This study explores the impact of "teacher thinking" exercises in the Composition Practicum as a means of instilling a clearer sense of professional development in graduate instructors. Teacher thinking is a teacher training method that asks the novice instructor to see from the perspective of learners within their writing classrooms. Scholarship on writing teacher preparation programs suggests that English educators regularly employ teacher thinking exercises in the training of secondary school teachers. Teacher thinking has allowed many English education majors to conceptualize and obtain teaching identities by helping them to envision the intricate layers of teaching earlier in their careers. But can teacher thinking exercises have the same effect on graduate instructors in the Composition Practicum? Using the two main writing teacher preparation courses at Brigham Young University (BYU) for graduate instructors and English education majors, English 610 and English 423, I analyze the evidence of teacher thinking in each program and address the possible implications these findings could hold for the Composition Practicum course. Through my comparison of these courses, I determine if conversations between English educators and the Composition Practicum could be beneficial in helping graduate instructors to grow professionally as teachers as they learn to think like teachers in the Composition Practicum. I examine, analyze, and compare syllabi, surveys, and interview response from graduate instructors, English education majors, and the teachers of both courses to identify the types of teaching thinking students are exposed to in each course. Structuring my discussion around the teacher thinking theories of teacher educators, Forrest Parkay and Beverly Stanford, George Hillocks, and Alicia Crowe and Amanda Berry, I identify three types of knowledge that graduate instructors and English education majors gained or lacked in each program. These three types of knowledge are knowledge of self, knowledge of students, and knowledge of educational theory. Through this discussion, I explore what it means to think like a composition teacher and how learning to "teacher think" may help graduate instructors, nationally, to understand what it means to "simply be a composition teacher".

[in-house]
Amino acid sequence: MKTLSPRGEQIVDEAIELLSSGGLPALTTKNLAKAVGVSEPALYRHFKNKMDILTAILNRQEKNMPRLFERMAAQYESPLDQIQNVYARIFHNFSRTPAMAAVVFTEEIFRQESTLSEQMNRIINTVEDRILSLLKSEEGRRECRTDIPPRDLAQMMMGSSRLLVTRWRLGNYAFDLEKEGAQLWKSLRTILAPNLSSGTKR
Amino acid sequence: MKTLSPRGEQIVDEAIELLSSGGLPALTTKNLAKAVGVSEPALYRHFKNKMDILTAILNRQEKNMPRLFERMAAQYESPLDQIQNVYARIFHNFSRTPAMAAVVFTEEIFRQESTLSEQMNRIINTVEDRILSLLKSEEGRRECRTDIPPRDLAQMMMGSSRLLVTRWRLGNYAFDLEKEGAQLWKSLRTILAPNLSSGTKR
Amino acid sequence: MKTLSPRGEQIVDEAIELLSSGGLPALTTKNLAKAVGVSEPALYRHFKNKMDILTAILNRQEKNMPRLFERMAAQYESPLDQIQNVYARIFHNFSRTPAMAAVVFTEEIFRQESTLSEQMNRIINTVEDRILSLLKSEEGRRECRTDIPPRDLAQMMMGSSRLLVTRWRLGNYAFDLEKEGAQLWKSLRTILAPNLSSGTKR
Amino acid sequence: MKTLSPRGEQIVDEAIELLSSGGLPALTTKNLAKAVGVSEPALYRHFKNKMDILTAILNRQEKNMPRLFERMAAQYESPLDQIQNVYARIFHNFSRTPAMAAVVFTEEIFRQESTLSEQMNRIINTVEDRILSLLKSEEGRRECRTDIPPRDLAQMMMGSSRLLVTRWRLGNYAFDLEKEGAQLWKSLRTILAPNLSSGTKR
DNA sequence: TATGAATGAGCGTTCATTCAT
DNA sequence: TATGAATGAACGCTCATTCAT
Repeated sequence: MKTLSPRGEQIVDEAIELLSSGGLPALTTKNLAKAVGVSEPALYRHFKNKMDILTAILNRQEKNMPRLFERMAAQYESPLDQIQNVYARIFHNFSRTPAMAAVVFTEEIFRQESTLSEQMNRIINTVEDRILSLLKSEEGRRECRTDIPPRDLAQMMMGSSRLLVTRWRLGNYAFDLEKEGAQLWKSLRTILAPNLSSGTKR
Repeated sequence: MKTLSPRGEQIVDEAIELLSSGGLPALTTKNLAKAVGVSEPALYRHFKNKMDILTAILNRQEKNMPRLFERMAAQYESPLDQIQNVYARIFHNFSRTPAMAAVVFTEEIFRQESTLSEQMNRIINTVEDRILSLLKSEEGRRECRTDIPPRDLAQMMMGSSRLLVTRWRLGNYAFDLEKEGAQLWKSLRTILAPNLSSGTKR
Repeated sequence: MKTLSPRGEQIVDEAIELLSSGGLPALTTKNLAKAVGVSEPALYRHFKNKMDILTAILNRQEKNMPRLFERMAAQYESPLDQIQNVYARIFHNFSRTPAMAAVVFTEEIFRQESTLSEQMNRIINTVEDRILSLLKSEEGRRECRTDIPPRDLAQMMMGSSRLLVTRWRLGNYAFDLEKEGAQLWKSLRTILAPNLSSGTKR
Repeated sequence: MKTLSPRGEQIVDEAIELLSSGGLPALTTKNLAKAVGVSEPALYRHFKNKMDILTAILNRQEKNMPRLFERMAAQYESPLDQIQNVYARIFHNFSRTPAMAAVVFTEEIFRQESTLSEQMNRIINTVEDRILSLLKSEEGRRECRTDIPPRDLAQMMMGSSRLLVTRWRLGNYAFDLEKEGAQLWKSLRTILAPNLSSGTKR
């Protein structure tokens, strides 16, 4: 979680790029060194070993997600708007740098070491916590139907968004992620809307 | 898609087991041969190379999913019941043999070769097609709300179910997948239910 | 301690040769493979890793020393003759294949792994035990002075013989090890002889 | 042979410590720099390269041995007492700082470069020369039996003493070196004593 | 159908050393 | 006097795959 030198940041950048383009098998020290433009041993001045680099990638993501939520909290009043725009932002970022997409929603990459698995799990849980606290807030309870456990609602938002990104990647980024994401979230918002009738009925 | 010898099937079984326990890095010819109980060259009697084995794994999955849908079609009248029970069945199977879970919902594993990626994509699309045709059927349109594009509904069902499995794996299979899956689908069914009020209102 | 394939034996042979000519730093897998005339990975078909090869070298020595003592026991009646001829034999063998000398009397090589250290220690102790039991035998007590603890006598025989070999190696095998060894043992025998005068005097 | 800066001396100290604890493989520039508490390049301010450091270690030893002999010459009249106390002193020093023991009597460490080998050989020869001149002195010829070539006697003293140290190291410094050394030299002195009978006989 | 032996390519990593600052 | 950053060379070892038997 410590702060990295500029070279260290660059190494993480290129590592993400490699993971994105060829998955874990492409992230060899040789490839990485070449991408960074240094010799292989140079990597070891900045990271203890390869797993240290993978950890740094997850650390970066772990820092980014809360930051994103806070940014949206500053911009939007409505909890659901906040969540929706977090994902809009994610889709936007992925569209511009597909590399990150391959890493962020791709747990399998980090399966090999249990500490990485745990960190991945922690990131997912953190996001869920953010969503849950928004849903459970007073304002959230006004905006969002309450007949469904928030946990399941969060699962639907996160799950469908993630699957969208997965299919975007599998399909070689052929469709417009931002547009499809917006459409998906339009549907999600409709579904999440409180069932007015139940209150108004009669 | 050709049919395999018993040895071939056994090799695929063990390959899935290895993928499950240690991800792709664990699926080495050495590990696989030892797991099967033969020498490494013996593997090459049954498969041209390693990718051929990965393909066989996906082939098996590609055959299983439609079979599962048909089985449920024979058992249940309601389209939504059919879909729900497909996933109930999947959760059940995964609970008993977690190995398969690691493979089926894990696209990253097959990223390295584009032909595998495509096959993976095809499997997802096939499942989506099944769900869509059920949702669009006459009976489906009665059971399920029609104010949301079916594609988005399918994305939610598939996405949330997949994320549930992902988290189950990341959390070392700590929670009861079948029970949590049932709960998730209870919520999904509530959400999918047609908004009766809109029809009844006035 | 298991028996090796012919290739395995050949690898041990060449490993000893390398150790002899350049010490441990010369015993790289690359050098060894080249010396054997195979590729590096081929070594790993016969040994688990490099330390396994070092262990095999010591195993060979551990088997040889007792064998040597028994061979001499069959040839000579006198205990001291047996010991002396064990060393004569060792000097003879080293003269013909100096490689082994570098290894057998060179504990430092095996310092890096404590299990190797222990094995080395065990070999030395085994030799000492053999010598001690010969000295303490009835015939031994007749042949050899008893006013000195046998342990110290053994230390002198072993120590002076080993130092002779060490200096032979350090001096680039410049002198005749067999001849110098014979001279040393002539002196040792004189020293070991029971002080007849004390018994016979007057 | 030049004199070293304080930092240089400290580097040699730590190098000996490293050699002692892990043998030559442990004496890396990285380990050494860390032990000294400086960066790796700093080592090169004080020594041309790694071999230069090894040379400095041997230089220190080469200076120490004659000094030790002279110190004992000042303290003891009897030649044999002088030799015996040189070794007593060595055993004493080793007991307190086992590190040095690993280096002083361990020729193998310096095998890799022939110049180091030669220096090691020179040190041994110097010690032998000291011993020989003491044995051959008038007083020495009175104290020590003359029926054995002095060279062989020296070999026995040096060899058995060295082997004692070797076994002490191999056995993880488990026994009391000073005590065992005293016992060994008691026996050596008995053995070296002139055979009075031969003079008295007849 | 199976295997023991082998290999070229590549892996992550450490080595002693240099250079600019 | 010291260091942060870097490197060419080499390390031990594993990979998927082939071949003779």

College and Department
BYU ScholarsArchive Citation
Lankford, Angela Celestine, "Learning to "Teacher Think": Using English Education as a Model for Writing Teacher Preparation in the Composition Practicum" (2013). Theses and Dissertations. 3849.
Composition Practicum, English Education, Graduate Instructors, Writing Teacher Pedagogy, Writing Teacher Preparation, Writing Teacher Preparation Program, Teacher Thinking, Teacher Knowledge, First-Year Writing